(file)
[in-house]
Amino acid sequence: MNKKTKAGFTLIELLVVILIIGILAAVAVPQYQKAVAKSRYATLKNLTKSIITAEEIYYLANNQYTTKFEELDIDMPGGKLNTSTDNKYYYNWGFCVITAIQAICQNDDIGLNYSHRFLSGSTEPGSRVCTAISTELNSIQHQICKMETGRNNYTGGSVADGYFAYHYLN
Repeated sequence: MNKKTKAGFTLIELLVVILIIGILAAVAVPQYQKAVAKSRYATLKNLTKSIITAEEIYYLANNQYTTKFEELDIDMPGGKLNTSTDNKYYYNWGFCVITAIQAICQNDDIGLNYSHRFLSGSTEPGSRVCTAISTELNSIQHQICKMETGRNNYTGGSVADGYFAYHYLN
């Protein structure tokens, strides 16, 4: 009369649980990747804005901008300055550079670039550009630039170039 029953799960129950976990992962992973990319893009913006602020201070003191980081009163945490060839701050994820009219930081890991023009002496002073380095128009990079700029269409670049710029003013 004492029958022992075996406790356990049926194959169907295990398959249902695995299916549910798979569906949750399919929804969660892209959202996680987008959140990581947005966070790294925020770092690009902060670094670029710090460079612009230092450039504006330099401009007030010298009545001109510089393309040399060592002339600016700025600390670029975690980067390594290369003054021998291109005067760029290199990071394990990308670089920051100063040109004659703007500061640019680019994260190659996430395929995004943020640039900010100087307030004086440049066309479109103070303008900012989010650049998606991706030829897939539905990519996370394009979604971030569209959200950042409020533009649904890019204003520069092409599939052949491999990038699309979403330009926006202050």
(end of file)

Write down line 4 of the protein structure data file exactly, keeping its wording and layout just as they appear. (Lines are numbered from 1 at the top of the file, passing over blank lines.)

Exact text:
């Protein structure tokens, strides 16, 4: 009369649980990747804005901008300055550079670039550009630039170039 029953799960129950976990992962992973990319893009913006602020201070003191980081009163945490060839701050994820009219930081890991023009002496002073380095128009990079700029269409670049710029003013 004492029958022992075996406790356990049926194959169907295990398959249902695995299916549910798979569906949750399919929804969660892209959202996680987008959140990581947005966070790294925020770092690009902060670094670029710090460079612009230092450039504006330099401009007030010298009545001109510089393309040399060592002339600016700025600390670029975690980067390594290369003054021998291109005067760029290199990071394990990308670089920051100063040109004659703007500061640019680019994260190659996430395929995004943020640039900010100087307030004086440049066309479109103070303008900012989010650049998606991706030829897939539905990519996370394009979604971030569209959200950042409020533009649904890019204003520069092409599939052949491999990038699309979403330009926006202050």